Monday, April 27, 2015

Reason #19 Why I Love Polyamory

Two words: hug sandwich.

This is one of my favorite photos. My wife took a selfie when my boyfriend and I were falling asleep. It warms my heart to see the love on her sweet face, and the way she both literally and figuratively embraces my relationship with my boyfriend. Plus, I think she looks extra cute here.

I adore my cuddly poly family.

Wednesday, April 15, 2015

R.I.P. Husband

"Your husband is gone and he's never coming back. There is a loss that needs to be grieved."

That's what my therapist told me in our last session.

About a month ago, hanging out with my wife on the couch, my eyes drifted to our wedding photo, and suddenly welled up with tears. I was hit with the realization that I no longer recognize the man in the photo. I still remember that man, but only vaguely, and he is not the same person who comforts me as I cry on the couch. Well, the same person, but not the man I married.

It's strange to feel a sense of loss when I can't articulate anything that is actually lost. I don't miss the man I married. I don't wish he was here instead of my wife. I don't miss my life before she came out as transgender and we opened up our marriage. I can't pinpoint one tangible thing that is gone. And yet there is a profound grief. Our relationship has changed forever; one chapter of my life is over. I like this new chapter far better, but that doesn't ease the pain.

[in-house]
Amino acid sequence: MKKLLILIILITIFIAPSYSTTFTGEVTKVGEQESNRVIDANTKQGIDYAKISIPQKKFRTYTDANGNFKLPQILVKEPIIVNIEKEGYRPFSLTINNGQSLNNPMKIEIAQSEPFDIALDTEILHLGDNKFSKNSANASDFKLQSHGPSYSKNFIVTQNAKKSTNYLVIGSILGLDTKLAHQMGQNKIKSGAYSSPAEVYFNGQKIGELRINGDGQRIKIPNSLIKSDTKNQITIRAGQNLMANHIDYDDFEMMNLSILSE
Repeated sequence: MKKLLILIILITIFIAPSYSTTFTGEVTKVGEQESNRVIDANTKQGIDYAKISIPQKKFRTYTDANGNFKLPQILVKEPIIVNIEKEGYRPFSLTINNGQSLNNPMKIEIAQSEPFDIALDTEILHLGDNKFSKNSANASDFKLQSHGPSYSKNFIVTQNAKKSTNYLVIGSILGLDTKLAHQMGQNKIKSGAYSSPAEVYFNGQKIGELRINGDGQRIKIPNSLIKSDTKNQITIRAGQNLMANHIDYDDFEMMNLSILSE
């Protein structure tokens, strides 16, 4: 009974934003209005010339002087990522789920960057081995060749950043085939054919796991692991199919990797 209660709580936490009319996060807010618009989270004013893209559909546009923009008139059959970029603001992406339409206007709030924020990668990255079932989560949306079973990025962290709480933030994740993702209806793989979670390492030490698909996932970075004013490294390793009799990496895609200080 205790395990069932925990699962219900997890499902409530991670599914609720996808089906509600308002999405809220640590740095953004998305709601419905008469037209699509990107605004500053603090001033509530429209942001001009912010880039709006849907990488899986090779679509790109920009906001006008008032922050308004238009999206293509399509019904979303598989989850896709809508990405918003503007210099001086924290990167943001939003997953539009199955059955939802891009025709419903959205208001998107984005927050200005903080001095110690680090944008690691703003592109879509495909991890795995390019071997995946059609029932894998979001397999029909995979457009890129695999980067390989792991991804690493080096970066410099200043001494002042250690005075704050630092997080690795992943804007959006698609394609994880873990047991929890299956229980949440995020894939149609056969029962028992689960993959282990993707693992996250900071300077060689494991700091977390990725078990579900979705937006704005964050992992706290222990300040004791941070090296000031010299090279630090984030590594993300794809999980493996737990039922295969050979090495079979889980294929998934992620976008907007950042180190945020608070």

I only grieved for a few weeks (read that blog post here) when Jay first came out as trans and started transitioning. My focus quickly shifted to the excitement of our polyamorous adventures, and I didn't feel any loss as our relationship evolved. Only now, experiencing the finality of her transition two years later, am I swept back into unexpected grief. I look at our wedding photo often and I sob almost every time.

Our 10 year wedding anniversary is coming up next year, and I want to schedule a shoot with the same photographer. If I get my way, I will wear the dress I wore when I said my vows a decade ago, and my wife will wear a wedding dress too. Then we can have a photo in the living room that represents our new life together, our transitioned marriage. Then when I look at our wedding photo I can see my wife, instead of some guy I used to know.

Sunday, April 12, 2015

My Wonderful Sexless Marriage

A blogger I follow was looking for people to interview for a piece on sexless polyamorous marriages. I sent her the following background as an email introduction. I wasn't planning on posting it here, but since I haven't had the energy to blog lately, it feels like a good time to share this piece of my story:

I met my spouse 14 years ago when I was 18 and she (he at the time) was 25. We never totally clicked sexually, but I didn't know that because I was so inexperienced. I had one boyfriend through most of high school and didn't get a chance to date before I met Jay (that's the pseudonym I use on my blog) my first year of college. We fell in love and developed a wonderfully solid happy life partnership. We never talked about the lack of sexual chemistry because the sex was satisfying enough, and everything else was so perfect, I don't think either of us wanted to rock the boat.